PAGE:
02/01/2018 | Dee Yingst
You'd have to be living under a rock not to have heard about #metoo and #timesup and the revelations of sexual harassment and misconduct being leveled at many public figures. Something that I've found troubling is some of the stories where sexual harassment and workplace romance are discussed together as though one has some sort of connection to the other. So before we talk about sexual harassment, let's be clear that it's not the same as a workplace romance and why.
A workplace romance by its definition implies consent: you have two individuals who are acting on a mutual attraction.
Sexual harassment is not consensual to [at least] one of the parties: there is nothing romantic about it.
Here's how the EEOC defines sexual harassment:
Unwelcome sexual advances, requests for sexual favors, and other verbal or physical conduct of a sexual nature constitute sexual harassment when this conduct explicitly or implicitly affects an individual's employment, unreasonably interferes with an individual's work performance, or creates an intimidating, hostile, or offensive work environment.
Did you catch the very first word there???? Unwelcome. It's. Right. There.
Let's stop romanticizing sexual harassment by bundling it into workplace romance conversations. That's a whole different policy conversation. Let's put that discussion away for another day and invest our energy into sexual harassment prevention through policy and training.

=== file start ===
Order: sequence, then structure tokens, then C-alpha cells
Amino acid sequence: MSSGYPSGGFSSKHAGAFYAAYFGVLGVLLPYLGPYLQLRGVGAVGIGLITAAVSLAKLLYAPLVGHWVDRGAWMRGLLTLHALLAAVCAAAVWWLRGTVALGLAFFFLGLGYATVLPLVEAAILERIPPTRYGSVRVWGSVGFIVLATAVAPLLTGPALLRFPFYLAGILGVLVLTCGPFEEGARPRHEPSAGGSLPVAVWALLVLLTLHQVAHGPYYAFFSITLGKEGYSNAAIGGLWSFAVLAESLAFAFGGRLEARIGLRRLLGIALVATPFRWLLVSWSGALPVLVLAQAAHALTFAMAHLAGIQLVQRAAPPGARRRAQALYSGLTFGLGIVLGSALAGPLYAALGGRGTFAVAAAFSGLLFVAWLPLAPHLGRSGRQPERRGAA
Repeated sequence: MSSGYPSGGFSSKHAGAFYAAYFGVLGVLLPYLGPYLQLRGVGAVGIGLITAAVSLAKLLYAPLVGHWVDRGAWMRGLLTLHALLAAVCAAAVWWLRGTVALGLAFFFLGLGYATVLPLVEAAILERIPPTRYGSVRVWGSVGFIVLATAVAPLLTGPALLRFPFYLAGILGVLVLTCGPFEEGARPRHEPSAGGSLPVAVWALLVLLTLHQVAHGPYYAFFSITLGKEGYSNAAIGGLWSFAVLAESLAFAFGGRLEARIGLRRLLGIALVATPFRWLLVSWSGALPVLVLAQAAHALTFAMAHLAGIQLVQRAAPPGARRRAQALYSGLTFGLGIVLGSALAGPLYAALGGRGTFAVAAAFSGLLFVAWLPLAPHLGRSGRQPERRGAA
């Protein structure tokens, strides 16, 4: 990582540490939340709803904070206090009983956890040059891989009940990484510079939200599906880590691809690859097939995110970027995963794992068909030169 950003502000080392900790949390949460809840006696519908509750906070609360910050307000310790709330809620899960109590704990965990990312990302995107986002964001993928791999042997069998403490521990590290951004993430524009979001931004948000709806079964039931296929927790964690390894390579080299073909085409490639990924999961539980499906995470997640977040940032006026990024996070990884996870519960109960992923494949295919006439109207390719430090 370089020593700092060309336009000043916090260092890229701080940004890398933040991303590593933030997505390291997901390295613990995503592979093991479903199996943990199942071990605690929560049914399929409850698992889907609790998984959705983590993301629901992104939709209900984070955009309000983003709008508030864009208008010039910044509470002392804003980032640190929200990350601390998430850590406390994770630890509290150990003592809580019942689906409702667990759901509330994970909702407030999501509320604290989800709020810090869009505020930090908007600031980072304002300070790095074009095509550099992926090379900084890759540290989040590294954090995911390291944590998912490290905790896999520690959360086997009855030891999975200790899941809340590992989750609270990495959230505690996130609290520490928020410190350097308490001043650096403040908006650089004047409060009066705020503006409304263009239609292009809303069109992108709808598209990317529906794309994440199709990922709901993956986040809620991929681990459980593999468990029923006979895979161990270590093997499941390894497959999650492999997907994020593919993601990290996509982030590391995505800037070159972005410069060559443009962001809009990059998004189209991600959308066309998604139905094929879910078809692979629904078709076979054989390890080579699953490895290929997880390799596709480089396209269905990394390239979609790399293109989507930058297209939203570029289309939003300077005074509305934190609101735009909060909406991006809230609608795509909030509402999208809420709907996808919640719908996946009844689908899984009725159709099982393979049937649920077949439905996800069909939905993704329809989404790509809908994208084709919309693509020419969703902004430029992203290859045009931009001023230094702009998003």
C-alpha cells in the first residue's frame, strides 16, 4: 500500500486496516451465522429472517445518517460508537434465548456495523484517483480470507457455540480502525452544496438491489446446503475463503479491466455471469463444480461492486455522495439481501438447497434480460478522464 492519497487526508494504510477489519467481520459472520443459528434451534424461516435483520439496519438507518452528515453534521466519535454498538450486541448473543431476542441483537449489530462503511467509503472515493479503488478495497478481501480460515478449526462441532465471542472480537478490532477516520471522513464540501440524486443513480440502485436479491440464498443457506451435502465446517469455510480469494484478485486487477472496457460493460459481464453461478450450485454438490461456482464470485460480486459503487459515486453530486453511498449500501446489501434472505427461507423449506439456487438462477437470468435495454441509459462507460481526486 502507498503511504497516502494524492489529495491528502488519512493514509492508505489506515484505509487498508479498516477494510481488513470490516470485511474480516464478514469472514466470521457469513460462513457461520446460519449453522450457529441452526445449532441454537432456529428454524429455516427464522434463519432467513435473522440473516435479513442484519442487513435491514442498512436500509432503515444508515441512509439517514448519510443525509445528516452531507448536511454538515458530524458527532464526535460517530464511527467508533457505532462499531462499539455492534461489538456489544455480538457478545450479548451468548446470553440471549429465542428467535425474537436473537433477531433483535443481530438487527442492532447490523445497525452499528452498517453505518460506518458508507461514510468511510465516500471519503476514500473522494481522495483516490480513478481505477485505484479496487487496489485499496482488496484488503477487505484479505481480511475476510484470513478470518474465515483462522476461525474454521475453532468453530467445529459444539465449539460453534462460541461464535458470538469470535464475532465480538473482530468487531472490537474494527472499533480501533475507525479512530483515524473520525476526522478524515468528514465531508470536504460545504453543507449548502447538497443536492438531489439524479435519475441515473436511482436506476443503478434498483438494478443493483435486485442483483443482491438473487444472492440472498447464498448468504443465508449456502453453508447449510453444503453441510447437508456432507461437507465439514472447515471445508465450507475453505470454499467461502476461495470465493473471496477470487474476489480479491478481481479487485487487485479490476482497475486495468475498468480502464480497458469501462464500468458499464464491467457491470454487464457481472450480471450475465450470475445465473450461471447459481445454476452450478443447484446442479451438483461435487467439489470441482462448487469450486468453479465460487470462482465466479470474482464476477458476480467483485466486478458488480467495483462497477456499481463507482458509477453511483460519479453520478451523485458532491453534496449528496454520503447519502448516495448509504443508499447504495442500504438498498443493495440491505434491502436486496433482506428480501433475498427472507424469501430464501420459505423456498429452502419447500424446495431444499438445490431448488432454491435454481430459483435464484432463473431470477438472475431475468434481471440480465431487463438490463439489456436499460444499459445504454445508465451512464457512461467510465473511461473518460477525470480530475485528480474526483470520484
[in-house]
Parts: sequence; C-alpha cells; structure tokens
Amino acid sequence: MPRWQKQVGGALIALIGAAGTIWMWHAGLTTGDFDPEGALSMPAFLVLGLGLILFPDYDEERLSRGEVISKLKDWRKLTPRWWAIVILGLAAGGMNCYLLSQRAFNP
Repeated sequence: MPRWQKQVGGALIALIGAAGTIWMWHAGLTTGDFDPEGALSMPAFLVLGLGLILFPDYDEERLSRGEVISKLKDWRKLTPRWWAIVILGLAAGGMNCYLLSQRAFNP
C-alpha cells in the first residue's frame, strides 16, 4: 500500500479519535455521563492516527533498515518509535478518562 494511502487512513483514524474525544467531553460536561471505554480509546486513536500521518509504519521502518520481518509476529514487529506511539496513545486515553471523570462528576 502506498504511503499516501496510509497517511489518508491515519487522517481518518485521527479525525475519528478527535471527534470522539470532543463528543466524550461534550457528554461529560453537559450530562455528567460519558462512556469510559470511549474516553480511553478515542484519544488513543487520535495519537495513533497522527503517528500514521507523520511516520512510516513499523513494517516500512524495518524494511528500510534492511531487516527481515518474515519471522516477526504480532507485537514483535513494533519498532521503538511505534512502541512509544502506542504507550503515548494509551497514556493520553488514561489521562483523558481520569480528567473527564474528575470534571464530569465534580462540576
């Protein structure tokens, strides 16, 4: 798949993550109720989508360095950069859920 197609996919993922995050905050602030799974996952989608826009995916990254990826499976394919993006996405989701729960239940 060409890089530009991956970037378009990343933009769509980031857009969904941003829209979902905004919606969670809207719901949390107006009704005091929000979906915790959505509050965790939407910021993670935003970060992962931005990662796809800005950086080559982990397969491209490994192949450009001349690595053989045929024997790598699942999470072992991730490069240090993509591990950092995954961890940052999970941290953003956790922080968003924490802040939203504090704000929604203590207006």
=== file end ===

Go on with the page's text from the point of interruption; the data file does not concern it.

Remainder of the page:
First, the policy. Make sure you have a strong policy that explains:
Your policy should clearly spell out what is unacceptable behavior – this is important. Most everyone knows big ones like 'do this [insert incredibly inappropriate sexual action here] for me or I'll fire/demote/not hire you' but they need to know that things like compliments that turn into graphic commentaries, persistent unwelcome comments/advances, unnecessary touching, and derogatory treatment based on gender are sexual harassment too.
Simply having the policy is not enough. Be ready to talk to your employees and train them on the importance of the policy, what constitutes harassment, and what to do if they feel they are experiencing (or are a witness to) sexual harassment. Be sure your supervisors are trained on the policy and the complaint procedure and are ready to act.
This is one of those policies that I like to classify as Wash-Rinse-Repeat: review the policy, train on the policy, and thendo it again. I generally recommend reviewing and training annually. If you see an uptick in complaints you may not want to wait a year but I would advise to make it at least an annual training for all employees and required training for new hires and new supervisors.
Make sure your workforce clearly understands your position on the prohibition of sexual harassment. Don't do it just once and think you're done. Don't stop at Wash and Rinse. Be sure to Repeat.